Hence it is reasonable to claim that such media frames cannot be fully untangled by using such quantitative methods as content analysis. Undoubtedly, it will be plausible to descriptively examine such points as "uses of languages," "positions of images" and "number of sources." Yet since framing is to "select some aspects of a perceived reality and make them more salient," it is less likely to identify such qualitative aspects by quantitative methods alone.157 Thus, for example, Todd Gitlin combines content analysis with discourse analysis in order to figure out "strategies for noting and taking account of emphasis."158 But noticing that recurrence of certain texts may not be impressive, he also adds that the really significant item will be "the one which stands out as an exception from the general pattern- but which is also given, in its exceptional context, the greatest weight."159

Yet it is misleading to believe that such frames are able to penetrate audiences or readers. In other words, audiences may have different schema or frames that can negate, or at least neutralize the organizers' intended frames. The proponents of active audience model thus attempt to prove that audience had the capability of alternative decoding. However, in general, it is believed that such "unspoken and unacknowledged" media frame can affect not only the organizers notably journalists but also audiences. Russell Neuman et al claim in this regard that even though media frame would not predetermine the information that individuals would seek, it might shape aspects of the world and so it would take a central part in the process of constructing meaning.160 Similarly, John Eldridge et al insist that "media portrayals can shape audience understandings of what is legitimate or desirable, and of which characters are likely to be seen as 'cool', 'amazing', or the sort of person who 'everyone' would wish to be like."161 Thus David Paletz and Robert Entman even claim that "the general impact of the mass media is to socialize people into accepting the legitimacy of their country's political system; lead them to acquiesce in America's prevailing social values; direct their opinions in ways which do not undermine and often support the domestic and foreign objectives of elites; and deter them from active, meaningful participation in politics-rendering them quiescent before the powerful."162


Clash of civilizations frame

No political context of Abu Sayyaf

Emphasis taken to highlight Islam and Muslim in all reports

Effort to link Abu Sayyaf to Al-Qaeda

Reference to anti-Christian

Uses of the term "Islam" as a singular civilization or geopolitical bloc are also misleading. Similar to constructions of "the West", "Islam" is also generally imagined as a fixed entity of a clearly demarcated religion and a well-defined global set of adherents. It is often presented as acting as a monolith and also being acted upon by Others as a singly-constituted object. Mohammed Arkoun remarks that "[w]e can no longer use the word 'Islam' without quotation marks. It has been so misused and distorted by the media, Muslims themselves, and political scientists that we need a radical reworking of the concept" (Arkoun, 1990: 50). "Islam" has appeared as a timeless phenomenon?unchanging and static?in the discourses of both Muslims and non-Muslims. Actions that took place a thousand years ago are selectively chosen to provide explanations of the contemporary political stances of Muslim-majority governments or Muslim insurgents (Karim, 2003a). Dominant Western presentations of "Islam" are often caricatures of its most militant adherents, whose voices have tended to become the loudest in the broad range of Muslim opinions. This has come to make "the word Islam . . . sound to western ears like a rattlesnake's rattle" (Bulliet, 2004: 133). Terms such as "Muslim", "Sunni", and "Shia" have often become ways to sound alarms rather than to denote practitioners of a faith.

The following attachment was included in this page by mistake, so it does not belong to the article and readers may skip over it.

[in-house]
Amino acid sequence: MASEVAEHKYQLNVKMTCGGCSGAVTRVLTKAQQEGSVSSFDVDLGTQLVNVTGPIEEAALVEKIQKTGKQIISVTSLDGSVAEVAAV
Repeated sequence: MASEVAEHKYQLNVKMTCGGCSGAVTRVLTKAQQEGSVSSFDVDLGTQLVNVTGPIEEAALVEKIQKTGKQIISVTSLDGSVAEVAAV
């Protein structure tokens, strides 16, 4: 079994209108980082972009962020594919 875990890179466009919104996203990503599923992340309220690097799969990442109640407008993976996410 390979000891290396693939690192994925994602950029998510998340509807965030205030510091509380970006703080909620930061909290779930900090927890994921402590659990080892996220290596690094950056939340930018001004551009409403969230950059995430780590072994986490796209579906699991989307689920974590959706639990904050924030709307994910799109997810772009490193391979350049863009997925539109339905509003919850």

Despite this information, the overall construct of the news reflects "global war against

terrorism" images and the perception of threat, where terrorism is associated with

Islamic properties.41

Terrorists vs. bandits frame

We don't negotiate with terrorists

Attempt to discredit Gutang

Senator Carr said today the Australian government never paid ransoms, but he would not comment on whether one had been paid for Mr Rodwell's release.

"The Australian government never pays ransoms - to do so would leave Australians exposed in all parts of the world to kidnappers who'd be motivated by a desire to get money and to get it fast from the Australian government," Senator Carr told ABC TV.

The Abu Sayyaf, a small band of militants, is one of many armed Islamist groups operating in the southern Philippines. It has been blamed for the worst terror attacks in Philippine history and has a long history of kidnapping foreigners, Christians and local business people for ransom.

The group was set up in the troubled region in the early 1990s with funding from the Al-Qaeda network of Osama bin Laden and was initially led by a Filipino militant who fought against Soviet forces in Afghanistan in the 1980s.

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'Lawless' islands

The first cultural strategy employed by mainstream Turkish media was to show an ideal image of Western modernization in the fields of politics, community, culture, art, thought and daily life.

Apart from this representation or the "representation crisis" referring to imaginary Westernization fictions, "Turkish style Orientalism arising during this period comes into existence by feeding above all on dualities such as "West-East", "modernization-tradition" and "ancient-new, which had a practical role, purposefully providing a sociopolitical field regarding the psychological necessities of being Western and modern. East is identified with poverty, underdevelopment, traditionalism, violence and terror.